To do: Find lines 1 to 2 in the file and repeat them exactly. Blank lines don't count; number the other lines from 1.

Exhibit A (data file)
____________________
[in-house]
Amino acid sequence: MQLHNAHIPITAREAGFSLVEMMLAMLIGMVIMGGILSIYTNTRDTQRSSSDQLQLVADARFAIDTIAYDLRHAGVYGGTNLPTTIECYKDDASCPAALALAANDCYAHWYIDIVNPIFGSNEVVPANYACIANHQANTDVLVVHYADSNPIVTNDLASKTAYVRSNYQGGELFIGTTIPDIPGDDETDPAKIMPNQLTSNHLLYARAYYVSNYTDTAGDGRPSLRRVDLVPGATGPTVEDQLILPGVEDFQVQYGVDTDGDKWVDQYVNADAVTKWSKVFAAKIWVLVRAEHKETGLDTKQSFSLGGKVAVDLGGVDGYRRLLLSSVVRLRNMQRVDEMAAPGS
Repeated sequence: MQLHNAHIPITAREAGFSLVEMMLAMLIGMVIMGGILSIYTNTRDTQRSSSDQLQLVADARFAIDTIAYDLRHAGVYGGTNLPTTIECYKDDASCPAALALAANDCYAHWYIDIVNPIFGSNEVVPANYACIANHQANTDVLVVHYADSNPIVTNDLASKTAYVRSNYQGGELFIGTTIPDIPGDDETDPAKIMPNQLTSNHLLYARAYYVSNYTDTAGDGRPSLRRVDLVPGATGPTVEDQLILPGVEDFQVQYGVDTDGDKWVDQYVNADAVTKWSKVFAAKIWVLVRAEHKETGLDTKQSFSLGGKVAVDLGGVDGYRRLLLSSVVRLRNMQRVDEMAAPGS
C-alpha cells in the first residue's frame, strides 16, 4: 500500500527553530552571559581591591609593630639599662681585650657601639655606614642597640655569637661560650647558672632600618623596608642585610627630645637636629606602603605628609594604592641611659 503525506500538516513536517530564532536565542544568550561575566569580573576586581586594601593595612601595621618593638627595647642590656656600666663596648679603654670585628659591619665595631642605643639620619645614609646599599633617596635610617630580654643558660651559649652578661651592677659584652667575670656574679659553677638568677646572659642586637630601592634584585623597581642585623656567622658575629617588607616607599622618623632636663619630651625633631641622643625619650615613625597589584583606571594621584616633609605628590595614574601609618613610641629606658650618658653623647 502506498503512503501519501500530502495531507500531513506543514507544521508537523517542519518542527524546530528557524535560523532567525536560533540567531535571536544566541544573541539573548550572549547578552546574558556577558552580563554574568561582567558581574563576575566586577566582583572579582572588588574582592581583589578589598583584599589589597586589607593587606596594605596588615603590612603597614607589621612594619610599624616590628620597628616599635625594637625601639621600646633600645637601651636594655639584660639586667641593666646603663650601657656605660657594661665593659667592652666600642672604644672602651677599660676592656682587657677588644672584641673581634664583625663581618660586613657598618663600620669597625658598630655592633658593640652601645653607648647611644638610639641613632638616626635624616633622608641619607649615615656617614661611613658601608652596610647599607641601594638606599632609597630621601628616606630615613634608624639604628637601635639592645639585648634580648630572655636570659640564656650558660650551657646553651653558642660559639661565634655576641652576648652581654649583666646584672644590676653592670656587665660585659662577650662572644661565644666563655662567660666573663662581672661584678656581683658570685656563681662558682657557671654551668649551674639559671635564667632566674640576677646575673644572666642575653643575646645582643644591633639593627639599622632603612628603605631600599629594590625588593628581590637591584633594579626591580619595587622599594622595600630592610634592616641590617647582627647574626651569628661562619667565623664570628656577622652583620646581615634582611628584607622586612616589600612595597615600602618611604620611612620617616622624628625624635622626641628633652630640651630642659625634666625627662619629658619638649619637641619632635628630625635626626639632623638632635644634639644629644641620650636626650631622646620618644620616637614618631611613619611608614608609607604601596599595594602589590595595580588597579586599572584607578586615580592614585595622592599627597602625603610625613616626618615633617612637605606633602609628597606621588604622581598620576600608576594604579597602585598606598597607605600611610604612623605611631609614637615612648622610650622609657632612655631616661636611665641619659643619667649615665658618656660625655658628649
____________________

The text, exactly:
[in-house]
Amino acid sequence: MQLHNAHIPITAREAGFSLVEMMLAMLIGMVIMGGILSIYTNTRDTQRSSSDQLQLVADARFAIDTIAYDLRHAGVYGGTNLPTTIECYKDDASCPAALALAANDCYAHWYIDIVNPIFGSNEVVPANYACIANHQANTDVLVVHYADSNPIVTNDLASKTAYVRSNYQGGELFIGTTIPDIPGDDETDPAKIMPNQLTSNHLLYARAYYVSNYTDTAGDGRPSLRRVDLVPGATGPTVEDQLILPGVEDFQVQYGVDTDGDKWVDQYVNADAVTKWSKVFAAKIWVLVRAEHKETGLDTKQSFSLGGKVAVDLGGVDGYRRLLLSSVVRLRNMQRVDEMAAPGS